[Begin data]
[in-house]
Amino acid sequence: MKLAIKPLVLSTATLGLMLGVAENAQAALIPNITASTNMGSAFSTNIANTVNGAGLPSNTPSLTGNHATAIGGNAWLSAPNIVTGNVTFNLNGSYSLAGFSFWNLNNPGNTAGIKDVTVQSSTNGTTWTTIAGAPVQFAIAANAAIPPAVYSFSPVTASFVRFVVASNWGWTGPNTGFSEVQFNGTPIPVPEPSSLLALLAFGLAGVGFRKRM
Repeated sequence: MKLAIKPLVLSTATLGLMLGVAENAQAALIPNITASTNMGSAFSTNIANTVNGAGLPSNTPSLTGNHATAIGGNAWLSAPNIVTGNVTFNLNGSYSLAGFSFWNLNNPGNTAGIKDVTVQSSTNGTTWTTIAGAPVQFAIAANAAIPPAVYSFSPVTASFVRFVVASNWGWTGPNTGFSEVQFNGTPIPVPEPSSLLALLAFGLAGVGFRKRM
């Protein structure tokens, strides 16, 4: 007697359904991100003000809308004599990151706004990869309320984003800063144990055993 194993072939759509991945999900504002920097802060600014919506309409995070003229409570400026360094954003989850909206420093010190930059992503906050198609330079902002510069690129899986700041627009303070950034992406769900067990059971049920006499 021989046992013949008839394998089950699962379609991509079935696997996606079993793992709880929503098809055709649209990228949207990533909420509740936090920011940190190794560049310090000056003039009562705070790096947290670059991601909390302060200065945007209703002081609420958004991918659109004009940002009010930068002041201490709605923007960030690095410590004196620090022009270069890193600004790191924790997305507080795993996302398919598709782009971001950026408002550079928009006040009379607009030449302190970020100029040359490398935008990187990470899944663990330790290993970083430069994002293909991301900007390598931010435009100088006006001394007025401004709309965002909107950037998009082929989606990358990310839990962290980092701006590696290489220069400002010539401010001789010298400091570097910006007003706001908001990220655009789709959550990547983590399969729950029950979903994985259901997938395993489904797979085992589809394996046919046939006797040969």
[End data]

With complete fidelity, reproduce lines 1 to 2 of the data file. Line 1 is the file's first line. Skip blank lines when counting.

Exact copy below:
[in-house]
Amino acid sequence: MKLAIKPLVLSTATLGLMLGVAENAQAALIPNITASTNMGSAFSTNIANTVNGAGLPSNTPSLTGNHATAIGGNAWLSAPNIVTGNVTFNLNGSYSLAGFSFWNLNNPGNTAGIKDVTVQSSTNGTTWTTIAGAPVQFAIAANAAIPPAVYSFSPVTASFVRFVVASNWGWTGPNTGFSEVQFNGTPIPVPEPSSLLALLAFGLAGVGFRKRM